Above photo: no snow, not Los Angeles, not even a recent photo. But it was cold that day. /b
Apparently there is snow right now up in the Los Angeles area, especially through the grapevine on I-5, a couple of hours north of here. I wonder if it's snowing downtown, too? There's nothing quite like the surreal sight of palm fronds weighted down with snow, and the thought of Southern California youngsters hyper with delight and optimism as they try to build snowmen out of dirty sidewalk slush.
Snow would be a problem here, hard on my property's palm trees and other plants too, like the Meyer lemon tree I planted in the front yard last spring. But what an amazing sight it would be to awaken to a true winter wonderland right out of a movie or Christmas card.
As it must be for those So Cal kids, snow is exotic and a bit foreign to me. For the first fifteen years of my life I never saw or touched it for myself, never stepped into the profound cold of a snowy day. I finally felt it crunch under borrowed snow-boots one special day during high school, an exciting day trip with my classmates to snow-covered Alpine Meadows up at Tahoe.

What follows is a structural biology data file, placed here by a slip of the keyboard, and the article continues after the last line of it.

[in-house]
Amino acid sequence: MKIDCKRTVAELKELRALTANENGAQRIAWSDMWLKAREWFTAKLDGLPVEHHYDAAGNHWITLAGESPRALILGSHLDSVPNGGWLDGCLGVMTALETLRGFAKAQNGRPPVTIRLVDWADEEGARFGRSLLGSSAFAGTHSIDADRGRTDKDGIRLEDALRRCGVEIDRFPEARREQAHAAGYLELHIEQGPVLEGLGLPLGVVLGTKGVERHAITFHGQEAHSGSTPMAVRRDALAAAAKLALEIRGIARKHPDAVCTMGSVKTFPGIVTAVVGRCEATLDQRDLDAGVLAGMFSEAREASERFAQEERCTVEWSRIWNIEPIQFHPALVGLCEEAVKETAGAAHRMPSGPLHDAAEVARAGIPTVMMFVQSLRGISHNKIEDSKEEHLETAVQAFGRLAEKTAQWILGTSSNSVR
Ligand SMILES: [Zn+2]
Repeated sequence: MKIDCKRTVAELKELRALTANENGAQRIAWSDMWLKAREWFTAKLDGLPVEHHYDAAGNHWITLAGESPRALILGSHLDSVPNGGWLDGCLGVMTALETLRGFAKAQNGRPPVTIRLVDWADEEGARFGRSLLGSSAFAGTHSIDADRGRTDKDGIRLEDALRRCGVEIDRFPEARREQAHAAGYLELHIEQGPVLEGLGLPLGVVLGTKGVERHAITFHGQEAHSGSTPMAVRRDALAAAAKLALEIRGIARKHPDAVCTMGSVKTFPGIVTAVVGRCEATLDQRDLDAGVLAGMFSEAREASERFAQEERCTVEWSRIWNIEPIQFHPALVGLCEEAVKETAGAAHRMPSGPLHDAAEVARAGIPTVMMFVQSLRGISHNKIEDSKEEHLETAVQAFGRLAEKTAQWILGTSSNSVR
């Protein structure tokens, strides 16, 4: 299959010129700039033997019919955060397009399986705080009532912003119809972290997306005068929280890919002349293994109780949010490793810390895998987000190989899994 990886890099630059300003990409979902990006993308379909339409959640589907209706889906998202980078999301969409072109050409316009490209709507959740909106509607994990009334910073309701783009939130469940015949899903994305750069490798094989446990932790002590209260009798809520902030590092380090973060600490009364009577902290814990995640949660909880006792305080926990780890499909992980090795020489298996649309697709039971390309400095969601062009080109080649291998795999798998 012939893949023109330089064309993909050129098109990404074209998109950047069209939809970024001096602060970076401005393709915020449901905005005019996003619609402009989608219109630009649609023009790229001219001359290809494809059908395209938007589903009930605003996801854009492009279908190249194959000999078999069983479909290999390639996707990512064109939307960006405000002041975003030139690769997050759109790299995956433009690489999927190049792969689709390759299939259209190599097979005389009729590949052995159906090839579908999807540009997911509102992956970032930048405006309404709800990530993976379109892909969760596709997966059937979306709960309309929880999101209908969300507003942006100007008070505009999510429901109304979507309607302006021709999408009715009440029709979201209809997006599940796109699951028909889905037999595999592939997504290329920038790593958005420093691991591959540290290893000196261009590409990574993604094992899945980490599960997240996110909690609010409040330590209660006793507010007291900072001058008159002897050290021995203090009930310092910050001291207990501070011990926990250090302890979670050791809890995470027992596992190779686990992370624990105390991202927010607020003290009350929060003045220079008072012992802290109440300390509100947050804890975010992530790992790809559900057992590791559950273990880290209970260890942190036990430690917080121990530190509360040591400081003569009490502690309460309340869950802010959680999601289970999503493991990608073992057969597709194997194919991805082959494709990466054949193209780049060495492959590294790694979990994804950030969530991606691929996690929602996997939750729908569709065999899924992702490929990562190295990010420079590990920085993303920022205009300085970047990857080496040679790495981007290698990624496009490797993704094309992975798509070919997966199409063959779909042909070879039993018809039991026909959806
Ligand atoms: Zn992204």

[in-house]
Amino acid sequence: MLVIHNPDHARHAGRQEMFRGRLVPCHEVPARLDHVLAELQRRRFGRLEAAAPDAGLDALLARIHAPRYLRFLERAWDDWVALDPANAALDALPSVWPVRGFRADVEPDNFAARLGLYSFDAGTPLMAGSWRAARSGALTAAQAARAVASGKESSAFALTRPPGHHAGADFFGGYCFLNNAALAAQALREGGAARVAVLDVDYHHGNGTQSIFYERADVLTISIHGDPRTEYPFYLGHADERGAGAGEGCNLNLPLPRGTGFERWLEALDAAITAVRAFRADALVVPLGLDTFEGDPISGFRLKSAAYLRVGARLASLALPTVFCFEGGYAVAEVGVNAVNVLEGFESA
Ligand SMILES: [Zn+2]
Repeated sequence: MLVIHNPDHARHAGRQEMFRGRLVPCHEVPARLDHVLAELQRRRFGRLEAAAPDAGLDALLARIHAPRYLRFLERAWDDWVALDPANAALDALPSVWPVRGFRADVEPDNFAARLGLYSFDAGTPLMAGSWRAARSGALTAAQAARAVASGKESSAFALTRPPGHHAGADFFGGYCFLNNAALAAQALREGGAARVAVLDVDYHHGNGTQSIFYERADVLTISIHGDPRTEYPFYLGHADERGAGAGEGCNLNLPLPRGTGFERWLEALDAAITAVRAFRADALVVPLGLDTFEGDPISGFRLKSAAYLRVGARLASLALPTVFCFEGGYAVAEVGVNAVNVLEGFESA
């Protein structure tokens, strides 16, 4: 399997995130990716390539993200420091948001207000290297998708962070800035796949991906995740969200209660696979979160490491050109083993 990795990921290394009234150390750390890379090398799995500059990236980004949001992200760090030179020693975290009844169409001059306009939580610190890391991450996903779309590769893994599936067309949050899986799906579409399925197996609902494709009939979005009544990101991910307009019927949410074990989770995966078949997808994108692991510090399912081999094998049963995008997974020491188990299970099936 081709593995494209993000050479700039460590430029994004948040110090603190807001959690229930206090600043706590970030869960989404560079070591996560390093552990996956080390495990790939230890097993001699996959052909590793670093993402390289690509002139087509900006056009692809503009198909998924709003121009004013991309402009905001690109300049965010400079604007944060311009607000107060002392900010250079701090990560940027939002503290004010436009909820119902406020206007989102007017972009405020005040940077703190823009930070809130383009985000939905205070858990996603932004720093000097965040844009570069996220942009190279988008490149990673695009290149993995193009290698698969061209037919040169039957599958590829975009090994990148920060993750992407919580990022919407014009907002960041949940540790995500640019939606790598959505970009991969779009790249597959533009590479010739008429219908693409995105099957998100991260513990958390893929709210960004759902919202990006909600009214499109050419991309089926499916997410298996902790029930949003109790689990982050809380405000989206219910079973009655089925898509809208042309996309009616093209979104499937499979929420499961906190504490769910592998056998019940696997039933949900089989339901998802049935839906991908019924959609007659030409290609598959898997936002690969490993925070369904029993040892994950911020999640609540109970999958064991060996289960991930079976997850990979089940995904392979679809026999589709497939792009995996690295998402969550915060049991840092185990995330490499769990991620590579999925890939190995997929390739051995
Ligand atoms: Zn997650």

While I was growing up in Concord, our local Mount Diablo was graced with a picturesque dusting of snow every year or two, visible from my neighborhood, and sometimes the snow line would drop down to the foothills. But snow on the streets of my home town happened rarely, maybe once in fifteen years. I'd have to check the records.
Such was the extent of my experience with snow. After that adventure with my friends (complete with heater failure in our bus during the frigid three hours homeward), several years would pass before I'd see the white stuff again.
Eventually I returned to the Tahoe area, this time for a series of ski trips with my new husband (that is to say, he skiied, and I wore ski outfits). We were married up there in March of 1980 with a handful of friends and relatives in attendance. The snow was drifted up around our cabin at Tahoe Donner to a height of nine feet, much to the delight of my father, who had never seen snow himself before that visit.
As interesting as snow is to me-- the way it muffles all sound, the way it transforms a landscape into something magical-- it doesn't occupy a special place in my psyche the way rain does. Rain is a fixed part of my personal iconography, and has an emotional component to it. But except for one set of precious memories of one particular Christmas in Maine-- stunning and unforgettable in its beauty-- snow in general is more of a curiosity.
Come December each year, I'm dreaming of a rainy Christmas. Snow, whether its on palm fronds or pine trees, isn't a part of my personally important dreams.
Even so, I hope the people up in LA are having a good time. Drive carefully, you guys.